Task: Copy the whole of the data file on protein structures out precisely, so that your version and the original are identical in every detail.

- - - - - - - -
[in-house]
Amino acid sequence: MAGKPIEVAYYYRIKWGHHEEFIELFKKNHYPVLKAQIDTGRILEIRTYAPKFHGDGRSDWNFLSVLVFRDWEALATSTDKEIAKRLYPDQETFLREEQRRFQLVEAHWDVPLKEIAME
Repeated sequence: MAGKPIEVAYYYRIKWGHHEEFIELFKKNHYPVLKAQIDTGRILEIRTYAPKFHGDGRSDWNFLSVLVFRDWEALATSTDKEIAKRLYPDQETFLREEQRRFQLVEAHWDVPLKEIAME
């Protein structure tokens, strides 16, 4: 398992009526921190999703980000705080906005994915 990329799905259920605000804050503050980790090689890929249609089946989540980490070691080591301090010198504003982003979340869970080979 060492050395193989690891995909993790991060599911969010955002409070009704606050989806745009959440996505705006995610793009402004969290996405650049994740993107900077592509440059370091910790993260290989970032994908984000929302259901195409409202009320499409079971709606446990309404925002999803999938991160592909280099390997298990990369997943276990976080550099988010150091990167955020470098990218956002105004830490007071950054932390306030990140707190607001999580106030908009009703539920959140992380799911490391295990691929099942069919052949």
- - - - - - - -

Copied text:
[in-house]
Amino acid sequence: MAGKPIEVAYYYRIKWGHHEEFIELFKKNHYPVLKAQIDTGRILEIRTYAPKFHGDGRSDWNFLSVLVFRDWEALATSTDKEIAKRLYPDQETFLREEQRRFQLVEAHWDVPLKEIAME
Repeated sequence: MAGKPIEVAYYYRIKWGHHEEFIELFKKNHYPVLKAQIDTGRILEIRTYAPKFHGDGRSDWNFLSVLVFRDWEALATSTDKEIAKRLYPDQETFLREEQRRFQLVEAHWDVPLKEIAME
């Protein structure tokens, strides 16, 4: 398992009526921190999703980000705080906005994915 990329799905259920605000804050503050980790090689890929249609089946989540980490070691080591301090010198504003982003979340869970080979 060492050395193989690891995909993790991060599911969010955002409070009704606050989806745009959440996505705006995610793009402004969290996405650049994740993107900077592509440059370091910790993260290989970032994908984000929302259901195409409202009320499409079971709606446990309404925002999803999938991160592909280099390997298990990369997943276990976080550099988010150091990167955020470098990218956002105004830490007071950054932390306030990140707190607001999580106030908009009703539920959140992380799911490391295990691929099942069919052949």